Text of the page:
Emily Merrell  01:19

I love the fact that I get to start off my new year with your beautiful face and energy. So Vicki Victoria, I’m going to be calling you both of those things throughout, like some kind of one woman play. And we’re going to talk about your journey into being behind the camera. So Victoria, how the hell did you become a photographer because I imagine picking up a camera, and being self taught wasn’t something that happened overnight.


Victoria Saperstein  01:48

Yeah, so I’ve always had an interest in photography, I was always kind of the friend with like her digital camera out on the bow in like high school. When I graduated high school, I got my very first DSLR camera and went to college with that I got really excited. I actually minored in photography at Marist College. So that was a way for me to kind of embrace like that creative side. And I loved it. And I loved all my classes. We did like a film camera like class where we did like, you know, developing the film and the dark room. And just learning about Manos settings and stuff like that. So am I completely self taught, but I kind of what happened was, is I was an image licensing in New York City. And I kind of wanted a little bit of a side hustle, something that was a little bit more creative, because I was kind of in sales, even though I was working with like images. And so it was like the sale of the image. So I wanted like a creative way, a creative outlet. So I started doing photography on the side. And I was following a bunch of influencers and bloggers in the New York City area. And I was like how these people app, like, need to have photos all the time. Like, let me just reach out to a few of them and see if you’d be interested in working together. At that time. I was doing like family photography, I actually did a wedding. I didn’t newborn, like my best friend’s sister, like hired me to do like her baptism, like her her child’s back baptism. So I was really trying everything to see what would be my interest. But it wasn’t like, it was fun. But like, it wasn’t really like something that I was like, obsessed with, like I want to keep doing more of. It wasn’t until I started doing fashion photography, and working with these influencers that I was like, really, like, inspired. And I was just super excited. I just was like, from there. I just like waited for it. Um, long story short, I lost my job, and it was licensing. And my side hustle, then became my full time hustle as those months of interviewing with jobs. And my dad kept saying like, this is the time to try it. You don’t want to regret what if and look back. And so that’s kind of how my full time photography journey started. A very short version of that, but that’s kind of the overall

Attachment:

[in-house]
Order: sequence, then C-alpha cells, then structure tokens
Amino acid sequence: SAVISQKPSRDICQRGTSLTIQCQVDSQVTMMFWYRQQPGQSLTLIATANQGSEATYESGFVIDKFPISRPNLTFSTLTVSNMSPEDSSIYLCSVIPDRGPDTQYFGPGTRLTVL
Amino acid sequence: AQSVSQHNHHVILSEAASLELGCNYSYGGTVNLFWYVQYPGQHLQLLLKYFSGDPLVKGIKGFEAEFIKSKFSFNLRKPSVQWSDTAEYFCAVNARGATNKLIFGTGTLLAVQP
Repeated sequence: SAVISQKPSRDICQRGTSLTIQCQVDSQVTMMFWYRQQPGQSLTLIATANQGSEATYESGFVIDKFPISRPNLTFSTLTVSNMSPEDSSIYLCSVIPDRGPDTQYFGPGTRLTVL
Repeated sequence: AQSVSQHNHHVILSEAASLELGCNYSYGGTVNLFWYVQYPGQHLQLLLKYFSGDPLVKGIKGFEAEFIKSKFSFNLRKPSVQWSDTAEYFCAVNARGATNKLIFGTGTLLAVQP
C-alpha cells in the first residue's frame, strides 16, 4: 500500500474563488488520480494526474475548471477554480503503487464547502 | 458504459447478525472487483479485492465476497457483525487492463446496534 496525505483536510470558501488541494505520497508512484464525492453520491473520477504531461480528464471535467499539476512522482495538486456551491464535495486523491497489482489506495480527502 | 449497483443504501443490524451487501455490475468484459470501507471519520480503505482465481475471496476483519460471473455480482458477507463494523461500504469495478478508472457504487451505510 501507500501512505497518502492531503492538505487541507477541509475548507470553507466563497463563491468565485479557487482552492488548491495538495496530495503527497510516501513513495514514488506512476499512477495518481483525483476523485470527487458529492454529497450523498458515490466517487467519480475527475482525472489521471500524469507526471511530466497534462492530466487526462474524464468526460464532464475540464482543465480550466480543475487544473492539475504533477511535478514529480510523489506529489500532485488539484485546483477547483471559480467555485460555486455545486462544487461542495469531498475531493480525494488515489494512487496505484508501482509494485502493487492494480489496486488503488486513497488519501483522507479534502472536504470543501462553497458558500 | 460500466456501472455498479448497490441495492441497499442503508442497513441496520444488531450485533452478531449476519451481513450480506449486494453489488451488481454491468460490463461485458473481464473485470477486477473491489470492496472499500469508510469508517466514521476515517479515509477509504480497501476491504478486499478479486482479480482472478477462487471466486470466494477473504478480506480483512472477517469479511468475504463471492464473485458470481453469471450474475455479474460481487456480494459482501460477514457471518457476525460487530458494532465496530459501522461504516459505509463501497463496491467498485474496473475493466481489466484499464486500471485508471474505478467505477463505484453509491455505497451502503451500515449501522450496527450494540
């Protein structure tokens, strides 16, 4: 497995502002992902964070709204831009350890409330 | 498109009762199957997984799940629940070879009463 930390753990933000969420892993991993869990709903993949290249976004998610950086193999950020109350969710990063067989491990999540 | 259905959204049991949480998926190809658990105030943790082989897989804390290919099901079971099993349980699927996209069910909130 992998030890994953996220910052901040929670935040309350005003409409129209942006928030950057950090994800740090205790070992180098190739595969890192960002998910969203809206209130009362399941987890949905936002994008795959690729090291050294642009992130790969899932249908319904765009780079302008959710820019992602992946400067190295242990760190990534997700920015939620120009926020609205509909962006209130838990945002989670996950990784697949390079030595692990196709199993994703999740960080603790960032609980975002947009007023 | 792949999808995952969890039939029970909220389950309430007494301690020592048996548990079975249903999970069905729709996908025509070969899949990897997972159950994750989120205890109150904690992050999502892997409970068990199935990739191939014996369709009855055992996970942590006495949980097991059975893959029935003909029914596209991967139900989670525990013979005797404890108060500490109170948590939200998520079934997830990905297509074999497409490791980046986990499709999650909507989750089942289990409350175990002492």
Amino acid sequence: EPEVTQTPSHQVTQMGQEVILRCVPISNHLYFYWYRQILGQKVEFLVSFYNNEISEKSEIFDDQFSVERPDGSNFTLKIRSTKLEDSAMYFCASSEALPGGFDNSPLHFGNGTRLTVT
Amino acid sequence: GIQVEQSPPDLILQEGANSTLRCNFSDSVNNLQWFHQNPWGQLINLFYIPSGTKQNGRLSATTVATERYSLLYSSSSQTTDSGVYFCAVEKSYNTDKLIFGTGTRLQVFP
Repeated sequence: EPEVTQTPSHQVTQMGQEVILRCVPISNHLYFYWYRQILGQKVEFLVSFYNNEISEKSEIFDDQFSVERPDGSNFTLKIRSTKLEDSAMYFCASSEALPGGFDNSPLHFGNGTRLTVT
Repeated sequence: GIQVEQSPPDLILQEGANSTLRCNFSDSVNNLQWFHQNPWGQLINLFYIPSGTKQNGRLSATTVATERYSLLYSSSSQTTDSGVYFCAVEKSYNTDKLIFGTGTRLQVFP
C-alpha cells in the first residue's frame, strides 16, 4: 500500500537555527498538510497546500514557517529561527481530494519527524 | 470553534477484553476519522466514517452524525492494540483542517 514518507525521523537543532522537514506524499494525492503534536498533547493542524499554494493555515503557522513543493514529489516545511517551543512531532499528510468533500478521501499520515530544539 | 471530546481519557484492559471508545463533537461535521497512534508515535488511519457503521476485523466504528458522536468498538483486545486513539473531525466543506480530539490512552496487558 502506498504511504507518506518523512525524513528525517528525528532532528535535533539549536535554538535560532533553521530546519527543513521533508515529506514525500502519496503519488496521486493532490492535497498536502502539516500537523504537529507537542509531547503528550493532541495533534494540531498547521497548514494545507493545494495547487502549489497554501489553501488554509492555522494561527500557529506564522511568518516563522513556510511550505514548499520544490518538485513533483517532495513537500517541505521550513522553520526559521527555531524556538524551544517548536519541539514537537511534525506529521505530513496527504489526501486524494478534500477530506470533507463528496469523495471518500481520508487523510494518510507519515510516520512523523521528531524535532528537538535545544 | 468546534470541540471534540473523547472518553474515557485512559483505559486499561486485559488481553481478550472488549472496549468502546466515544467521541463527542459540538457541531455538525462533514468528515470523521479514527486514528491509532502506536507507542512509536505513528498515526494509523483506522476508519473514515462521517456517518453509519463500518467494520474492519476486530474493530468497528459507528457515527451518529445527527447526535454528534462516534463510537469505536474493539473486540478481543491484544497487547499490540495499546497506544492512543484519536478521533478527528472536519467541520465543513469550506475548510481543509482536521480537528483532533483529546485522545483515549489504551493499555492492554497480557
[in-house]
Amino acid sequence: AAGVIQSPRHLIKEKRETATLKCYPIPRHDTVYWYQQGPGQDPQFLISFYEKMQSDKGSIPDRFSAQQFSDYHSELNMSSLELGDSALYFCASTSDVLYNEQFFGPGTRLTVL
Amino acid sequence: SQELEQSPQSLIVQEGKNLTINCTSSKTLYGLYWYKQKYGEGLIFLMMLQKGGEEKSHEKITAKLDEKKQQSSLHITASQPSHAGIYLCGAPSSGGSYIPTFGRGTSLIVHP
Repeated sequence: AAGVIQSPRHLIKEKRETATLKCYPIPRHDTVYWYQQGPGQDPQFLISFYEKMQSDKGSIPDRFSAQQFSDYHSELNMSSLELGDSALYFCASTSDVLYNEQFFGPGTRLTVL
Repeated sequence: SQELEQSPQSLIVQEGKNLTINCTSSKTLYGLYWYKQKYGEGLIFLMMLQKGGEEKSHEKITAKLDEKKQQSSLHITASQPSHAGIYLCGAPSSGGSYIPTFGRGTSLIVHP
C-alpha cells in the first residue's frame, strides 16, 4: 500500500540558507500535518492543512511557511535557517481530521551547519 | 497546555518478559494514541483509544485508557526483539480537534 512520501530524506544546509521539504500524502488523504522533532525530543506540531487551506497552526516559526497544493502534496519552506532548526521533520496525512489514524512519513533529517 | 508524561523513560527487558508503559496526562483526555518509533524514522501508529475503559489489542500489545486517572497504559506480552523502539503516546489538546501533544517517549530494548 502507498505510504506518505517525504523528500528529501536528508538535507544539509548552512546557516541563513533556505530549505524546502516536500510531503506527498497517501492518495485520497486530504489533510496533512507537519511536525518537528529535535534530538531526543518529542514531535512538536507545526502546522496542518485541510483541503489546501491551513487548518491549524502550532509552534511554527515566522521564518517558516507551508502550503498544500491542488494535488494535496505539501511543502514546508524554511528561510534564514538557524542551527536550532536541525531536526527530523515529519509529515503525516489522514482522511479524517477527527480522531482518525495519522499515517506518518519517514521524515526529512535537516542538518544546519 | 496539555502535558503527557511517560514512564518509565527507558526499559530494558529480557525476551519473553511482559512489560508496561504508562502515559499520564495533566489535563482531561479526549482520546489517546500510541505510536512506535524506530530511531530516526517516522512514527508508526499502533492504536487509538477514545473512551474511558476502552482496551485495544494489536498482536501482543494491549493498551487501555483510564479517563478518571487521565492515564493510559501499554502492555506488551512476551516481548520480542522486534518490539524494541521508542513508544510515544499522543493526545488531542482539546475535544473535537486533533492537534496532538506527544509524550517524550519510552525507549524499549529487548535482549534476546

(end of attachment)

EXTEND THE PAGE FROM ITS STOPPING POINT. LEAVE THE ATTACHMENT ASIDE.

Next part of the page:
Emily Merrell  04:06

I don’t I don’t think I knew that a you minored in photography. I could totally see you being that friend with the digital camera out at the parties and putting your Shutterstock in or not. Where did we put them?


Victoria Saperstein  04:20